A bill that was originally intended to limit fees charged by condominium associations for providing resale certificates has passed both houses of the Maryland General Assembly with amendments that limit the association’s liability for inaccurate information contained in those certificates.  The Maryland Senate has joined the House of Delegates in passing an amended version of House Bill 1007, which limits the liability of a council of unit owners or a homeowners association for errors and omissions in the content of the resale certificate to the amount of the fees paid for the certificate.  As originally proposed, HB 1007 would have limited the fee charged by condominium councils of unit owners for providing required information in connection with the resale of a unit.  It also provided that required resale disclosure information to be furnished by a homeowners association as part of the sale of a home in the community.  These requirements were retained in the amended bill passed by both houses, with an amendment that limits the fees charged to “the lesser of $175 or the actual cost.”  But the amended version goes much further.  In addition to providing for two additional fees associated with the resale process, the approved version of the bill provides that “[a]ny liability of the council of unit owners for an error or omission in the certificate shall be limited to the amount of the fees paid for the certificate.”  This same limit on liability applies to the certificates now required to be furnished by homeowner associations. 

Under Section 11-135(c) of the Maryland Condominium Act, within 20 days after receiving a written request from a unit owner, the council of unit owners is required to provide a certificate containing information concerning the community that is required to be disclosed to a potential purchaser under that section of the statute.  The law presently provides that the council may charge the unit owner for its costs in furnishing the material.  The approved legislation would limit this charge to the lesser of $175 or the actual costs.  Under Section 11B-106(b) of the Maryland Homeowners Association Act, a homeowner who is selling their property is required to furnish the potential purchaser with certain information about the community.  The approved legislation would add a new subsection (c) to the statute that would require the homeowners association to provide that information upon request of the selling homeowner.  It would impose the same limit of the fee charged for providing required disclosure material.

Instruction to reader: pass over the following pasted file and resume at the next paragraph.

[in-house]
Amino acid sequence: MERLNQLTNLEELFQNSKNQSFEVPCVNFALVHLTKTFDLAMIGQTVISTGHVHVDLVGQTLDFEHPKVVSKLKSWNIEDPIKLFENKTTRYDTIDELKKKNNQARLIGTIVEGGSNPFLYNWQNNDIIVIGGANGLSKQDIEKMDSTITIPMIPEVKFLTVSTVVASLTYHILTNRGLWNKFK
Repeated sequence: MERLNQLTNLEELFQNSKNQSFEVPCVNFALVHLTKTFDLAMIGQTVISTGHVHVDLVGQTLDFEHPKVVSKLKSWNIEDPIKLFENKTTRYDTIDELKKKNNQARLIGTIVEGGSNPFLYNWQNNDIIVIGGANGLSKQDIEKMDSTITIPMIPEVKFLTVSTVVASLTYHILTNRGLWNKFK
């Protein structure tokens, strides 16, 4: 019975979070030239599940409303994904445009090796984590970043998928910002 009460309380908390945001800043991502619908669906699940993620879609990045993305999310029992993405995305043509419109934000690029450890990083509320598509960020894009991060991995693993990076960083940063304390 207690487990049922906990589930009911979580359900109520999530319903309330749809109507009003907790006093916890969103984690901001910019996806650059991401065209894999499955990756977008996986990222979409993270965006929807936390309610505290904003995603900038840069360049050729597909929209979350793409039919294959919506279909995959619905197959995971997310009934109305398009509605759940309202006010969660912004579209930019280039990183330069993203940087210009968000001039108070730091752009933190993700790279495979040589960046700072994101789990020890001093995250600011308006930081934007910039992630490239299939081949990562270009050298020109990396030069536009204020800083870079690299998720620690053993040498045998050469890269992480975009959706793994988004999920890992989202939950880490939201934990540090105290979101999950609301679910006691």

The approved bill also provides for two additional fees, not to exceed $100, for an inspection of the unit, and “for ensuring completion of the inspection of the unit owner’s unit and preparation and delivery of the certificate.”  How the additional fee charged for  “the preparation and delivery of the certificate” differs from the original fee related the obligation to “furnish a certificate necessary to enable the unit owner to comply with” the disclosure requirements is somewhat of a mystery.  These same additional fees may also be charged by homeowner associations.

The big news, however, is the inclusion of the limit on liability of both councils of unit owners and homeowner associations.  As discussed in prior posts, in a unanimous opinion filed on April 30, 2012, the Maryland Court of Appeals, in the case of MRA Property Management, Inc., et al. v. Armstrong, established that provisions the Maryland Consumer Protection Act apply to the information contained in a condominium resale certificate, and a council of unit owners and property manager can be liable for unfair and deceptive trade practices if the information has a tendency to mislead the purchaser, even though they are not party to the sales contract, and even if they have otherwise complied with the condominium resale disclosure requirements contained in Section 11-135 of the Maryland Condominium Act.  The bill passed by both houses, if signed into law by the Governor, would modify this ruling, and significantly limit the council’s liability to “the amount paid for the certificate.”

The approved legislation makes no distinction for “error and omissions” that are intentional or merely negligent.  That issue will likely have to be fought out in the courts.  The proposed new law does not, however, limit the liability of a management company for erroneous information in a resale certificate.